The general point is that it seems to be well-beyond belief to assume that the small and scattered tribes who existed in the area must have been responsible for the mines based on the refusal to accept that the Americas were not being visited by civilizations before Columbus—despite their being ample evidence suggesting otherwise. The civilizations that existed in the ancient near east and Europe are the only candidates who’d have the power, technology, resources, and purpose for undertaking such an extensive operation.
Hauptmann, A., Maddin, R., Prange, M., “On the structure and Composition of Copper and Tin Ingots Excavated from the Shipwreck of Uluburun”, American Schools of Oriental Research, Bulletin No.328 pgs.1-30, Nov.2002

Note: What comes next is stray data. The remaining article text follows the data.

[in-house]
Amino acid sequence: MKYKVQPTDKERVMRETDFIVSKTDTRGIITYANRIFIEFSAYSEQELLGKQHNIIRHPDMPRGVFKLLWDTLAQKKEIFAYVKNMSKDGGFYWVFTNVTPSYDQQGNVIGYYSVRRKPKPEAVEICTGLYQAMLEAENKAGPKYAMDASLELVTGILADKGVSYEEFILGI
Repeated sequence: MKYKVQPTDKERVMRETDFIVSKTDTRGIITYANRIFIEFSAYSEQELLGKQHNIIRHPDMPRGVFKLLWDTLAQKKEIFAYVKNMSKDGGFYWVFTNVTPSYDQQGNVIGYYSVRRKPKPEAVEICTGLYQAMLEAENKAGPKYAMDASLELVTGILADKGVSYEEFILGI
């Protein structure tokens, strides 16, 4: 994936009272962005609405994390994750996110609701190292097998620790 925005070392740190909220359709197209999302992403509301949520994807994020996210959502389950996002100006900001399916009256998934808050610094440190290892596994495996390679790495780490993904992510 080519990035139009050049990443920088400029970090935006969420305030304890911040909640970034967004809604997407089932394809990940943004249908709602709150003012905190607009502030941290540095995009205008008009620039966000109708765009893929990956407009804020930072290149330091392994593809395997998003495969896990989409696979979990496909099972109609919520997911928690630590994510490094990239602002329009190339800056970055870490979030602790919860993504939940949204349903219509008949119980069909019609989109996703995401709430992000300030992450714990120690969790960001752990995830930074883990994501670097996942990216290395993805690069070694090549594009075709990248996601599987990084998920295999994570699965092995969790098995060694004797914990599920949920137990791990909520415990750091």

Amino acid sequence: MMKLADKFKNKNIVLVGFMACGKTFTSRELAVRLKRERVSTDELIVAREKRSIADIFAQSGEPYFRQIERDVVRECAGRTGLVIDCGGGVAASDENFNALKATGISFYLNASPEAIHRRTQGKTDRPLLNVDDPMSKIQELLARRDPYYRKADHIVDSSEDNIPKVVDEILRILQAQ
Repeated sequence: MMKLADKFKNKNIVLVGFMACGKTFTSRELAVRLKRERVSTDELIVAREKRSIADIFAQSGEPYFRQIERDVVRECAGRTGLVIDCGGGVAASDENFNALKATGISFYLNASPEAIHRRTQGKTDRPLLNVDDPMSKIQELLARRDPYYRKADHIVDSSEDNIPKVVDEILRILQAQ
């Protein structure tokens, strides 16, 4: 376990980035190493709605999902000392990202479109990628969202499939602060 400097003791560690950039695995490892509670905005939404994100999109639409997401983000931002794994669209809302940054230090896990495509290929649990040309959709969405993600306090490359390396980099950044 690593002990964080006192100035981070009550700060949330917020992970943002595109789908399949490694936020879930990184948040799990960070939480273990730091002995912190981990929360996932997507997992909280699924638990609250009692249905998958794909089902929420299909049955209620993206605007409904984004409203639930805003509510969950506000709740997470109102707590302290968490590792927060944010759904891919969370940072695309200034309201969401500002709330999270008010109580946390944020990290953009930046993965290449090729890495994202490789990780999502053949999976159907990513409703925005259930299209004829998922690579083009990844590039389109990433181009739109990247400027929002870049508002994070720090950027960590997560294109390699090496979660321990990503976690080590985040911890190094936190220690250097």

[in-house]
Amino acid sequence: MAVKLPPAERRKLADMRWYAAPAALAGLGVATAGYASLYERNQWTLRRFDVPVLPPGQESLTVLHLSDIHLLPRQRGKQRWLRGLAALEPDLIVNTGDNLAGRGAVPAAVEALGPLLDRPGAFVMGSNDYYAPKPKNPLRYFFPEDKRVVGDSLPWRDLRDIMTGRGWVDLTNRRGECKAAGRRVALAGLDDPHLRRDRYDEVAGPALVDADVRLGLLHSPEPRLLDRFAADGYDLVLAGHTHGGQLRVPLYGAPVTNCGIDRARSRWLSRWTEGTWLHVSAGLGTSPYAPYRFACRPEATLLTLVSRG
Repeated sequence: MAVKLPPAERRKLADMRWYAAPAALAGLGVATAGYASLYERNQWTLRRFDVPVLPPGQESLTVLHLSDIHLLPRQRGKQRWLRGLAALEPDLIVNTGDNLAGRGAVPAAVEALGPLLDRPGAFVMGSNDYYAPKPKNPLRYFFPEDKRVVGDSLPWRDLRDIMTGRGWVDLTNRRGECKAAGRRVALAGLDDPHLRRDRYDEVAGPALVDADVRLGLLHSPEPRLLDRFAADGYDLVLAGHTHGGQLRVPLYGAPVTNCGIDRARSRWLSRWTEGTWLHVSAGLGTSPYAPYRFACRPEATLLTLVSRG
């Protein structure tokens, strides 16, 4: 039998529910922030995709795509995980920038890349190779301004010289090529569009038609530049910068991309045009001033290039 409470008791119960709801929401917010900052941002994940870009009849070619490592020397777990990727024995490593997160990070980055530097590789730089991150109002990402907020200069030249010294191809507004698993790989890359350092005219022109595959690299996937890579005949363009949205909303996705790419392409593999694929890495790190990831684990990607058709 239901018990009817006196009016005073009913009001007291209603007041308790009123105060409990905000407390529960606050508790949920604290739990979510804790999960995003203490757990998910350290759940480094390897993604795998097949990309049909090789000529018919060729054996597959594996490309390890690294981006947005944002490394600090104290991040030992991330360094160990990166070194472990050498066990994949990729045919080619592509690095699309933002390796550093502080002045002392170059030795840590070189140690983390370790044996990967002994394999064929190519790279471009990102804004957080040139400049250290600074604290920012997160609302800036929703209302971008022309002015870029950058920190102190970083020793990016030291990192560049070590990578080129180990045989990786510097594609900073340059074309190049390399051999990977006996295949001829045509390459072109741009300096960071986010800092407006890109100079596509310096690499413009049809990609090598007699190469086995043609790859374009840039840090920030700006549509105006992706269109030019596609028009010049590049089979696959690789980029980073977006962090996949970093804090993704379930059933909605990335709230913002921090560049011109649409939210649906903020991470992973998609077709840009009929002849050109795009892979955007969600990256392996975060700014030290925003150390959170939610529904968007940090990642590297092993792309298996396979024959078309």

Martin, S.R., “The State of Our Knowledge about Ancient Copper Mining in Michigan”, The Michigan Archaeologist, 31 (2-3):119-138, 1995
Martin, S.R., Wonderful Power, The Story of Ancient Copper Working in the Lake Superior Basin, Wayne State Univ. Press, Detroit, 1999 (ISBN 0-8143-2843-1)
Joseph, F. (2016, July 07). Copper Mining in Ancient America. Retrieved January 16, 2018, from https://atlantisrisingmagazine.com/article/copper-mining-in-ancient-america/
Rydholm, F., “Old World Copper Miners of Ancient Michigan”, The Barnes Review, July/Aug, 2002
Thurner, Arthur W., Strangers and Sojurners: A History of Michigan’s Keweenaw Peninsula, Wayne State University Press, 1994
Hauptmann, A., Maddin, R., Prange, M., “On the structure and Composition of Copper and Tin Ingots Excavated from the Shipwreck of Uluburun”, American Schools of Oriental Research, Bulletin No.328, pgs.1-30, Nov.2002
Courter, Ellis W., “Michigan’s Copper Country”, (State of Michigan Department of Environmental Quality), p. 136-137, 1992